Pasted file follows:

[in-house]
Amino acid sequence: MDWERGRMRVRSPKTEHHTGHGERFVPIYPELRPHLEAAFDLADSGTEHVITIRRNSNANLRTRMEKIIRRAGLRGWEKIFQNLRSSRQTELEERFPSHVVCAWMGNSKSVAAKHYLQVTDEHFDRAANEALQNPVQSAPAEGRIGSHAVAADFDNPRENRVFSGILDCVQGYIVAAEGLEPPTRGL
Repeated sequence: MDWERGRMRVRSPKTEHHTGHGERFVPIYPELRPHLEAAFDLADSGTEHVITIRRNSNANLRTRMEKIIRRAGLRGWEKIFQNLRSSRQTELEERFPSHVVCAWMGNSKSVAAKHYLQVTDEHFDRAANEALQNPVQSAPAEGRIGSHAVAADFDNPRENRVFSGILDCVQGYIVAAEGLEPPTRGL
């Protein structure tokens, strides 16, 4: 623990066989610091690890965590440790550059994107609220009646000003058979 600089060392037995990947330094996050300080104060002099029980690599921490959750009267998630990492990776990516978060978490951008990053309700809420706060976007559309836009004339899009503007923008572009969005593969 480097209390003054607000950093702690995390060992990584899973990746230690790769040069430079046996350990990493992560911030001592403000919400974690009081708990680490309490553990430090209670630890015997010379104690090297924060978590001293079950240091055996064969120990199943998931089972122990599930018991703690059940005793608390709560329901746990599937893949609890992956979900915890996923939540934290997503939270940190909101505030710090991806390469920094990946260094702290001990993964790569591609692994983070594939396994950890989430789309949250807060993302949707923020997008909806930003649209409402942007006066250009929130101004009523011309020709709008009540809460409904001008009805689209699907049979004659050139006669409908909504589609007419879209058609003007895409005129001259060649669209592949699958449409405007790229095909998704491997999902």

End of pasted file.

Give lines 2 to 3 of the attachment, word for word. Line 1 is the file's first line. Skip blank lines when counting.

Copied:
Amino acid sequence: MDWERGRMRVRSPKTEHHTGHGERFVPIYPELRPHLEAAFDLADSGTEHVITIRRNSNANLRTRMEKIIRRAGLRGWEKIFQNLRSSRQTELEERFPSHVVCAWMGNSKSVAAKHYLQVTDEHFDRAANEALQNPVQSAPAEGRIGSHAVAADFDNPRENRVFSGILDCVQGYIVAAEGLEPPTRGL
Repeated sequence: MDWERGRMRVRSPKTEHHTGHGERFVPIYPELRPHLEAAFDLADSGTEHVITIRRNSNANLRTRMEKIIRRAGLRGWEKIFQNLRSSRQTELEERFPSHVVCAWMGNSKSVAAKHYLQVTDEHFDRAANEALQNPVQSAPAEGRIGSHAVAADFDNPRENRVFSGILDCVQGYIVAAEGLEPPTRGL